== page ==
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Spear phishing: how hackers use personal information to target users

What is spear phishing?

Spear phishing is a type of phishing message that’s highly targeted and personalized and is usually harder to detect than mass-phishing campaigns.

To create these personalized campaigns, hackers piece together data they can find or buy online to build a profile of an individual or group of users (like an accounting team or a group of people who frequent a certain business or event). They can then better target that profile with a spear phishing campaign.

a school of fish that all look alike on the left side, with a hook and worm above them. On the right side of the image, is a bigger, more colorful fish with a spear pointed at it. Below the image on the left it says "phishing (generic message sent to many)", on the right below the fish it says "Spear Phishing (targeted messages sent to one person or group).

How to spot a spear phishing attack

Spear phishing attacks are built to be hard to spot, and they’re effective! Two-thirds of all breaches resulted from spear phishing attacks in 2022, despite accounting for only .1% of email-based attacks that year.

Here’s what you can look out for in your inbox:

  • Over-personalized messages. If an email includes more of your personal information than you would expect, or than you were aware of sharing, this could be a red flag.

  • Under-personalized messages could also be a sign of spear phishing. A hacker may ask a user to fill a gap in their data by including incorrect information or asking users to confirm or deny their details.

  • Unusual requests. Despite personalization that may make an email appear legitimate, be aware of the types of requests you typically receive, and be cautious of anything that falls outside that norm.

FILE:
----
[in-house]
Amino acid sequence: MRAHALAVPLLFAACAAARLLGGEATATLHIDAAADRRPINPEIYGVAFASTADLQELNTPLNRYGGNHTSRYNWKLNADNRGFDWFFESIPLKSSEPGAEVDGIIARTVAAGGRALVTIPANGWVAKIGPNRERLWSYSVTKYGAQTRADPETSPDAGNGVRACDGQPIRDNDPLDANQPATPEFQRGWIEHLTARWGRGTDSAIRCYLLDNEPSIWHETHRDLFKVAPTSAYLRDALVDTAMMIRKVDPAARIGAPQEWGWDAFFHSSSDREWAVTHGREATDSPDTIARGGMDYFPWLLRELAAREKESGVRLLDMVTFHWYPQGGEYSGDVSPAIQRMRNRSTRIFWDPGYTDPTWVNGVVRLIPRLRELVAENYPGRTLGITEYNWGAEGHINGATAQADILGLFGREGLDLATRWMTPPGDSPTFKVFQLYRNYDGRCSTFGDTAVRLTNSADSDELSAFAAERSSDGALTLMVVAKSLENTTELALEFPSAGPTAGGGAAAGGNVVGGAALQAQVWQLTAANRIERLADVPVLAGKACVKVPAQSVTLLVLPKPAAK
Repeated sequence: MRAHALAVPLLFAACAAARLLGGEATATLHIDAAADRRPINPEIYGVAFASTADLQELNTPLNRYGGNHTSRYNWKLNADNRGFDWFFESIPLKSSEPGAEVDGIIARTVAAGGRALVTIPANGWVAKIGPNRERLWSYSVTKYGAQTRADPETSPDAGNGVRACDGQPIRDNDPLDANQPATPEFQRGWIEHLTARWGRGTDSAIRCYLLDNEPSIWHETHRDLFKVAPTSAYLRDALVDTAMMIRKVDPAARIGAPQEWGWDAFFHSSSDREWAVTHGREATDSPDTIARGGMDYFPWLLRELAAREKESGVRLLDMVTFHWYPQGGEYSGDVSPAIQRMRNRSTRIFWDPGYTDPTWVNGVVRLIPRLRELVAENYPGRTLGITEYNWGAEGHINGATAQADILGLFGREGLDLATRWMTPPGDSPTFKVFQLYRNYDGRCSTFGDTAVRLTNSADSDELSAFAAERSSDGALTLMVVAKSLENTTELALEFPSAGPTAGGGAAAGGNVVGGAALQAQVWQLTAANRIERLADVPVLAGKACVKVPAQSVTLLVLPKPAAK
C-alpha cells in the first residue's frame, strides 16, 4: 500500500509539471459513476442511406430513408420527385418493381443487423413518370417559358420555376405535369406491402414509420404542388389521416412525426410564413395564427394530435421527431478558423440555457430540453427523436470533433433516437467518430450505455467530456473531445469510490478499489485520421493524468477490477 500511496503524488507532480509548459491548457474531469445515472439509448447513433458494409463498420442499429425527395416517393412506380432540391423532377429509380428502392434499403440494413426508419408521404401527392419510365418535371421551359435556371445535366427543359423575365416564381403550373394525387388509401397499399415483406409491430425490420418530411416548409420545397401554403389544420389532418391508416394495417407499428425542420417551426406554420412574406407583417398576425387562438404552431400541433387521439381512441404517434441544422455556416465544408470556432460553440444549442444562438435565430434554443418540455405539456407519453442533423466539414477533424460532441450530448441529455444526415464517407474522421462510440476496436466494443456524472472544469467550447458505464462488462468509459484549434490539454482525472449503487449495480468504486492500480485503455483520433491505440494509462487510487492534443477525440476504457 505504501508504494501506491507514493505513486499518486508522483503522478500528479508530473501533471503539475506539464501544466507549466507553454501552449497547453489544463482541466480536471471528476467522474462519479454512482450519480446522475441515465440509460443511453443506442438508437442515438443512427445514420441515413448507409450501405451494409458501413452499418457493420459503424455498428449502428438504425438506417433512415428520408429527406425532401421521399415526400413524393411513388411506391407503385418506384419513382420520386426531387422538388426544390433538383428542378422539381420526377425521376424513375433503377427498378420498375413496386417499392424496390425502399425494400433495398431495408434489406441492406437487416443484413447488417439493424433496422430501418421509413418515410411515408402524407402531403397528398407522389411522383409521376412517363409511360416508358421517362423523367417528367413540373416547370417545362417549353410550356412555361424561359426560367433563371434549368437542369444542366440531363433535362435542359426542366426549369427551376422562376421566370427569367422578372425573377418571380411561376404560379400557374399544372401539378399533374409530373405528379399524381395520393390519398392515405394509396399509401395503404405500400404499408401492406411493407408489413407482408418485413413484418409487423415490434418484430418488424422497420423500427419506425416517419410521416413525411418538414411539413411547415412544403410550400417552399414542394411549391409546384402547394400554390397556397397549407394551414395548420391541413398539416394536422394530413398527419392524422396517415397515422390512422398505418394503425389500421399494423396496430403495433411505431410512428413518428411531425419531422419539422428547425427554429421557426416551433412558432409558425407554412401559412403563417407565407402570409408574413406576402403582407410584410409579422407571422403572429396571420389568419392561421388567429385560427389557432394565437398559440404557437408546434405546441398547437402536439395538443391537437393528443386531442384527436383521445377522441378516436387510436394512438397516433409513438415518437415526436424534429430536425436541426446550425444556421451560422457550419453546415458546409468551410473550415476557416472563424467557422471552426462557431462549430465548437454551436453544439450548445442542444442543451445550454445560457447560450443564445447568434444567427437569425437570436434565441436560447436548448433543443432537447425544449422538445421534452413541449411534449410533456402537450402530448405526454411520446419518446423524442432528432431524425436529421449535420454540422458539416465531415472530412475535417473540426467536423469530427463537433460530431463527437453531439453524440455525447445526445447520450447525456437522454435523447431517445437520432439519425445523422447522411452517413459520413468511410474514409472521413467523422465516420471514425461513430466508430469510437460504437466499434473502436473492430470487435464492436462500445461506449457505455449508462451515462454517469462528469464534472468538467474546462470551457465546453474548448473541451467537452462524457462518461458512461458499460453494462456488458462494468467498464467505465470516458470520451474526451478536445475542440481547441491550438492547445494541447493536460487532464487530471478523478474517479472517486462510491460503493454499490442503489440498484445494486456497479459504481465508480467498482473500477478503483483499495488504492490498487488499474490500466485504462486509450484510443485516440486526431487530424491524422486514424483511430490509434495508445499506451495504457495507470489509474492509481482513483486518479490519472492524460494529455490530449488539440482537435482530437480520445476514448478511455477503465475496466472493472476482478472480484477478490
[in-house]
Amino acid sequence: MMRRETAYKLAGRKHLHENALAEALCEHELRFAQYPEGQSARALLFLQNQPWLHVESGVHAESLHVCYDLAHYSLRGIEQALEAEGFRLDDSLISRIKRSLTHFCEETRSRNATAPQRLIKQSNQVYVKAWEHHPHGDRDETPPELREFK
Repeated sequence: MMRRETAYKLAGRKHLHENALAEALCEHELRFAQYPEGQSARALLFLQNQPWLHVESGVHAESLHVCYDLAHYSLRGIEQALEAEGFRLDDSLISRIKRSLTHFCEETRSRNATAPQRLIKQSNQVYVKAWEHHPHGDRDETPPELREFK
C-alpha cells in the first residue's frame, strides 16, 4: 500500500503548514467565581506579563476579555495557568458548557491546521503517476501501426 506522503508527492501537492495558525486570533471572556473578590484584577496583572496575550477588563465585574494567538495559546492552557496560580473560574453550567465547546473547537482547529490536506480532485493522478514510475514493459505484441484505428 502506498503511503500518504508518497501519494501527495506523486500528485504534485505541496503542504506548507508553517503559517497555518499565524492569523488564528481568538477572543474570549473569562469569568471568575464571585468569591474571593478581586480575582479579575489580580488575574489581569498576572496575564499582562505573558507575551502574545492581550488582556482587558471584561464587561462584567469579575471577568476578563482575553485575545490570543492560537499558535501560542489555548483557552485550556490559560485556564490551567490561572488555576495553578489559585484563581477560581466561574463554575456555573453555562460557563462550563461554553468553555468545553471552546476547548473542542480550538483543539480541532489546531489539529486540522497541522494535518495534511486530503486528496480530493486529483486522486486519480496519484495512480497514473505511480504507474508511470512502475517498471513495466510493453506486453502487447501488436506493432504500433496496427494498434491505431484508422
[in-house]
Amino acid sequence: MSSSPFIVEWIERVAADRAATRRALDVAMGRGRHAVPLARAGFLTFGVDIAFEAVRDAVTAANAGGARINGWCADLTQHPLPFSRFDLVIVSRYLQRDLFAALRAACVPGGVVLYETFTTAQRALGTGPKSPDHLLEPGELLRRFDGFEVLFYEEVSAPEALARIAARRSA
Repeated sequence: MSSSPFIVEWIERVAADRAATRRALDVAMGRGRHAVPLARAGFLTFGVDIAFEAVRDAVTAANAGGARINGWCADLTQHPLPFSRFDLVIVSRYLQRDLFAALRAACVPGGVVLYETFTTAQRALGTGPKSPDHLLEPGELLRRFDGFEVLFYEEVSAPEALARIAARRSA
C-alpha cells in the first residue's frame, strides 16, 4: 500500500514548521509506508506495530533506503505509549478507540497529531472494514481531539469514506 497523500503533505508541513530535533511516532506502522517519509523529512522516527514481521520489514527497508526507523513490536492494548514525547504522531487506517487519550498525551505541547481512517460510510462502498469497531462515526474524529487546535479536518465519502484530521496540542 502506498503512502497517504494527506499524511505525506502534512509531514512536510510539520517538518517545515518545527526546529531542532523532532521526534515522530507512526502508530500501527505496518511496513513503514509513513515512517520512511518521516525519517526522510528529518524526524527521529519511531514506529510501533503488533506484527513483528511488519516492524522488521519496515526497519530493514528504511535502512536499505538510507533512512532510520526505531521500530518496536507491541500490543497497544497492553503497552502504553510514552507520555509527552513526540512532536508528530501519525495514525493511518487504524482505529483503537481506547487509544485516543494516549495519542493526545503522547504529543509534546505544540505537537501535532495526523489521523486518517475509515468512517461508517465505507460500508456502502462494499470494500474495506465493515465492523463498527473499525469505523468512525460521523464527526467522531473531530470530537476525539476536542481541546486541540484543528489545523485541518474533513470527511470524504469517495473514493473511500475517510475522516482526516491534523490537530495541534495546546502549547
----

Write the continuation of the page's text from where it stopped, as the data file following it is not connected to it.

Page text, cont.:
• Send times outside the norm. Pay attention to when you normally receive emails from certain individuals and be cautious if you receive something outside normal time frames or business hours.

  • Inconsistent information, links or other details. Hover over every link in every email before you click and if you find even one link that doesn’t go to the expected address, it could be a phish.

In the example of a spear phishing attack below, you can see signs like over-personalization and what is likely an unusual request for the recipient to read a claim and respond quickly. There are also signs of a typical phishing message in the example, such as the sense of urgency mentioned and the shortened, potentially malicious link.

A screenshot of an email with callouts for what makes it a spear phishing attack. The callouts are "The user is a known BBB member," "sense of urgency," and "malicious link." The message is targeted at a BBB member asking them to take immediate action to remedy a violation of some kind before it goes public.

The key factor in the spear phishing example above is the bad actor’s knowledge of the potential victim’s involvement with the Better Business Bureau. By using this information, the attack is more targeted, appears more legitimate and may be more likely to induce a click from the recipient.

How hackers find & target their spear phishing victims

Before a spear phishing message is sent, the bad actor has likely done some work pulling together victim profile information or purchasing pre-built profiles. They look for groups of users with something in common (like being a member of the Better Business Bureau in the example above), so they can send attacks to multiple people while still personalizing the message content with details that are relevant to everyone in the group.

Any data that’s available online, including information that’s commonly public, like your name or general location, could be used by a hacker to build out your profile or get you included in a targeted group. While a lot of the information hackers include in victim profiles (like your name or general location) isn’t typically considered “sensitive,” it could still reveal details that could tie one piece of information to another or help build out a more robust user profile that could be used in a targeted attack.

Why is there so much sensitive data available?